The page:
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Old 04-23-2013, 06:12 AM   #21
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Securing a dinghy at a public wharf

FlyWright:

The Trimax cable looks as though it could be useful: I will see if it is available here in Australia. Thanks.
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Old 04-23-2013, 06:16 AM   #22
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Securing a dinghy at a public wharf

MARIN:

Appreciate your cabin door lock-guard idea, though I might try to use those screws which require a special key to unscrew.
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Old 04-23-2013, 06:23 AM   #23
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Securing a dinghy at a public wharf

CPseudonym:

You're a real gentleman and altruist.....there are not many of us left!!!
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Old 04-23-2013, 07:10 AM   #24
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The key at any private or public dock is a LOOONG dink painter.


Rope or wire rope is fine bit 20 ft is about a minimum , so other boaters can access the dock.

Chain the boat short so every other boater has to climb over your boat to reach the dock is very hazardous to thin rubber tubing.

If your boat is stolen there is a chance of recovery , if it is sunk dockside , recovery is the least of your problems.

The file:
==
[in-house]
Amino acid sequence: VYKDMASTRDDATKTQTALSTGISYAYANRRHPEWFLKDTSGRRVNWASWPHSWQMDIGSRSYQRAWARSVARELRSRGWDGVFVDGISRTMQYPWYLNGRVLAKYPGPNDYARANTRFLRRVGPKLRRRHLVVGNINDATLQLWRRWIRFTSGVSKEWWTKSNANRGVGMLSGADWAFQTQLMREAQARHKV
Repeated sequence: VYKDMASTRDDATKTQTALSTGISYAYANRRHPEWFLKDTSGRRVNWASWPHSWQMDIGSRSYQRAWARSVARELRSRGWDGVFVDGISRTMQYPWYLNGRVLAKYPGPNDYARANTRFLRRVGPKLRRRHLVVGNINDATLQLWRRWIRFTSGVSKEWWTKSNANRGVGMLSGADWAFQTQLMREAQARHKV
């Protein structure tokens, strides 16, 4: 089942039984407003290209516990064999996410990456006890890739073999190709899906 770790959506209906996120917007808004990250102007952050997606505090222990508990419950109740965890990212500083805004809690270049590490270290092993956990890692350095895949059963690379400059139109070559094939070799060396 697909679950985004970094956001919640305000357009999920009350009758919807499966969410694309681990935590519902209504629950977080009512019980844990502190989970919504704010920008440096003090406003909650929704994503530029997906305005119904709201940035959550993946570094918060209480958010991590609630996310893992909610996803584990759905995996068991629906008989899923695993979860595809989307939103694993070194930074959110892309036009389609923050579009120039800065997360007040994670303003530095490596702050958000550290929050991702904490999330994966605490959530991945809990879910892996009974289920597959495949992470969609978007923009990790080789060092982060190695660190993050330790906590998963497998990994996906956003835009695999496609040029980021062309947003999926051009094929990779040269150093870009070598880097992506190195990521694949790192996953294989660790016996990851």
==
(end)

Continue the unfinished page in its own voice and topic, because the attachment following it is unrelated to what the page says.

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Old 04-23-2013, 05:06 PM   #25
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Originally Posted by Steve View Post
I use two coated SS cables one about 8' long the other 15' an eye on each end. The long one to secure the dinghy to the dock or whaever, the short one to secure the engine, gas tank, ice chest, etc. to the dinghy. A determined, well equipped, thief will surely take any or all of it, but the spur of the moment guy who is only carrying a pocket knife, or less, may be deterred. I bought a pack of 4 "keyed alike" padlocks keep em well lubed when they rust out they go.
+1 again.

The plastic coated stainless cable made for sailboat guard rails is the norm around here - easier on the hands and on inflatable tubes. I also use an outboard motor locking bar that encloses the clamp handles. Squirting white lithium spray grease into the keyholes of padlocks pays dividends down the road too.
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Old 04-23-2013, 05:59 PM   #26
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MARIN:

Appreciate your cabin door lock-guard idea, though I might try to use those screws which require a special key to unscrew.
The screws (bolts actually) go into the door and have nuts and washers on them. But their purpose was really just to hold the plate in place while the 5200 I covered the whole back surface with cured.

Of course, someone with a prybar could rip the thing off along with the wood it is mounted on. So I don't pretend it's a deterrent to someone who really wants into our boat. But remembering back to my own childhood, it's likely to be enough to send the casual thief-of-opportunity on to an easier boat.
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